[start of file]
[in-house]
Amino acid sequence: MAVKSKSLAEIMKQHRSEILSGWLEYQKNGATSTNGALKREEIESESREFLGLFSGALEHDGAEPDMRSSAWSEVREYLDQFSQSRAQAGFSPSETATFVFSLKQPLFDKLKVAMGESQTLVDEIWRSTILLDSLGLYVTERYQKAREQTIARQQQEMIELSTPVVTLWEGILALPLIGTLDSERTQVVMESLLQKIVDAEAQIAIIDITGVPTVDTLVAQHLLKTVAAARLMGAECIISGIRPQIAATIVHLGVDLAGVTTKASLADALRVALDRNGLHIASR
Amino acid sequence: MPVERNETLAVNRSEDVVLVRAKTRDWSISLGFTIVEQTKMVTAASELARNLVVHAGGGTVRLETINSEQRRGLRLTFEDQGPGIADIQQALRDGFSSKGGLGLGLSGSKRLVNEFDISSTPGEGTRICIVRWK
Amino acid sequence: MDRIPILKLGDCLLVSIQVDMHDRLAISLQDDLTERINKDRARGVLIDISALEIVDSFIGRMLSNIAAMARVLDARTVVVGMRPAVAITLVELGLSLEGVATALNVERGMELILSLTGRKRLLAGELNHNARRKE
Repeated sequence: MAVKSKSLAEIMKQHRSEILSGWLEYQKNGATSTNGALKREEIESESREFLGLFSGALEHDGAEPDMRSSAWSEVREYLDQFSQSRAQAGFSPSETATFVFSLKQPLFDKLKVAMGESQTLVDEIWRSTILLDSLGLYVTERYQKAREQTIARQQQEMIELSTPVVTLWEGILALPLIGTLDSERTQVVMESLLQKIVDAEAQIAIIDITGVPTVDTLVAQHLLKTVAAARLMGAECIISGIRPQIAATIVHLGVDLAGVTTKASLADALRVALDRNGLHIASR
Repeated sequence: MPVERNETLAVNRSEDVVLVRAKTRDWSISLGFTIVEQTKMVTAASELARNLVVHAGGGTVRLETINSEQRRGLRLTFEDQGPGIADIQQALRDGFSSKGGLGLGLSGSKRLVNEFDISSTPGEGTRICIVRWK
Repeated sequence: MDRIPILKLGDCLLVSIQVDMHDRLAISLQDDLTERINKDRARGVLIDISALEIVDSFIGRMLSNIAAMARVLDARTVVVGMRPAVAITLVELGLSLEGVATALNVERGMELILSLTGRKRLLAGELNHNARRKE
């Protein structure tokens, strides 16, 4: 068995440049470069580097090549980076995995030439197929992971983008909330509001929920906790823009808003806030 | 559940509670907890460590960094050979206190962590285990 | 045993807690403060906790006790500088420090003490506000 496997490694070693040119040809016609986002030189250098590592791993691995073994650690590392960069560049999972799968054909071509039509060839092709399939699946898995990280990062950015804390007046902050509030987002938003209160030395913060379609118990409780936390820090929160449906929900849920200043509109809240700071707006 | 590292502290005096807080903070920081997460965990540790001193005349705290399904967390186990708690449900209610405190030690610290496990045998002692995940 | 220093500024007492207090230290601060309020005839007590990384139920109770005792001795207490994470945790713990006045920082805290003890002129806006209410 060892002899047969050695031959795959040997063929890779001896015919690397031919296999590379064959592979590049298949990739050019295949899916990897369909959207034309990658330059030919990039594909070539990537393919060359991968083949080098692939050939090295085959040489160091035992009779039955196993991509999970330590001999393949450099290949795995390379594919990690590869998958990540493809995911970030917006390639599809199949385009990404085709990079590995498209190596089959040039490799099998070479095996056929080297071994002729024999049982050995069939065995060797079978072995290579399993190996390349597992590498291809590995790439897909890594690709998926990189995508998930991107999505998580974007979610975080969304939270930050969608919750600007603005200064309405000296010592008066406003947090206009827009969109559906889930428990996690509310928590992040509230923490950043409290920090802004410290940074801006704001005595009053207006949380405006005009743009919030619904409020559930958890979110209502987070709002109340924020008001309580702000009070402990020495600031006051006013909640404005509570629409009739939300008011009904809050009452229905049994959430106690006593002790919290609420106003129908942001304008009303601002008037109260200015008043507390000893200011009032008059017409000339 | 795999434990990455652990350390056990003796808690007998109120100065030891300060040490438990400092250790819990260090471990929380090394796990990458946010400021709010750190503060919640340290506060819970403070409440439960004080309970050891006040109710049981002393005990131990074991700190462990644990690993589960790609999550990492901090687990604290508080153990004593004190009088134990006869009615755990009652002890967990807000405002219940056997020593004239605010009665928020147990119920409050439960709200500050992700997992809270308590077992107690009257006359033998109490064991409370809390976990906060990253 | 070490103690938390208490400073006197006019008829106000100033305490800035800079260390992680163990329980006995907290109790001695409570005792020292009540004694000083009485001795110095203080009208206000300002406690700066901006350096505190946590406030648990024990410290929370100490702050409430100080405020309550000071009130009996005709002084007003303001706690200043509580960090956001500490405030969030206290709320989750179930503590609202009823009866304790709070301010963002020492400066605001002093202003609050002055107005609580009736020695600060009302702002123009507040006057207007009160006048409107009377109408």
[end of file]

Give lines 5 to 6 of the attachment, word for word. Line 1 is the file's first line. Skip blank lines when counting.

Repeated sequence: MAVKSKSLAEIMKQHRSEILSGWLEYQKNGATSTNGALKREEIESESREFLGLFSGALEHDGAEPDMRSSAWSEVREYLDQFSQSRAQAGFSPSETATFVFSLKQPLFDKLKVAMGESQTLVDEIWRSTILLDSLGLYVTERYQKAREQTIARQQQEMIELSTPVVTLWEGILALPLIGTLDSERTQVVMESLLQKIVDAEAQIAIIDITGVPTVDTLVAQHLLKTVAAARLMGAECIISGIRPQIAATIVHLGVDLAGVTTKASLADALRVALDRNGLHIASR
Repeated sequence: MPVERNETLAVNRSEDVVLVRAKTRDWSISLGFTIVEQTKMVTAASELARNLVVHAGGGTVRLETINSEQRRGLRLTFEDQGPGIADIQQALRDGFSSKGGLGLGLSGSKRLVNEFDISSTPGEGTRICIVRWK